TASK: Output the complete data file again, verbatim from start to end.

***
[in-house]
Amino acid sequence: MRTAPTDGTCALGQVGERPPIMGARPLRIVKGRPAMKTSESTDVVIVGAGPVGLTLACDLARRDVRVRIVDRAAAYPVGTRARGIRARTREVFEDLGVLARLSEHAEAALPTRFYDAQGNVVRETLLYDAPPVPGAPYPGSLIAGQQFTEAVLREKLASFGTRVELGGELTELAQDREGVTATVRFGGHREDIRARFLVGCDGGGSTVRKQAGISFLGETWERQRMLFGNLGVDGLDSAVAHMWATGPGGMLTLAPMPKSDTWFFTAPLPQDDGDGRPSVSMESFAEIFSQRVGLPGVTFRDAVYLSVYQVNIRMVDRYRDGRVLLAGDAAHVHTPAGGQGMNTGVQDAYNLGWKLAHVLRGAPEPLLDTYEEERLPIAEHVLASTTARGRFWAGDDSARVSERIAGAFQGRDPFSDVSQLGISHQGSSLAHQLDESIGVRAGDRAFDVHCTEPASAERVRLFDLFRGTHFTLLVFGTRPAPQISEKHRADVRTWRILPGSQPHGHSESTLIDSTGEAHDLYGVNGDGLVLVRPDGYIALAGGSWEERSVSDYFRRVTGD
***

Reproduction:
[in-house]
Amino acid sequence: MRTAPTDGTCALGQVGERPPIMGARPLRIVKGRPAMKTSESTDVVIVGAGPVGLTLACDLARRDVRVRIVDRAAAYPVGTRARGIRARTREVFEDLGVLARLSEHAEAALPTRFYDAQGNVVRETLLYDAPPVPGAPYPGSLIAGQQFTEAVLREKLASFGTRVELGGELTELAQDREGVTATVRFGGHREDIRARFLVGCDGGGSTVRKQAGISFLGETWERQRMLFGNLGVDGLDSAVAHMWATGPGGMLTLAPMPKSDTWFFTAPLPQDDGDGRPSVSMESFAEIFSQRVGLPGVTFRDAVYLSVYQVNIRMVDRYRDGRVLLAGDAAHVHTPAGGQGMNTGVQDAYNLGWKLAHVLRGAPEPLLDTYEEERLPIAEHVLASTTARGRFWAGDDSARVSERIAGAFQGRDPFSDVSQLGISHQGSSLAHQLDESIGVRAGDRAFDVHCTEPASAERVRLFDLFRGTHFTLLVFGTRPAPQISEKHRADVRTWRILPGSQPHGHSESTLIDSTGEAHDLYGVNGDGLVLVRPDGYIALAGGSWEERSVSDYFRRVTGD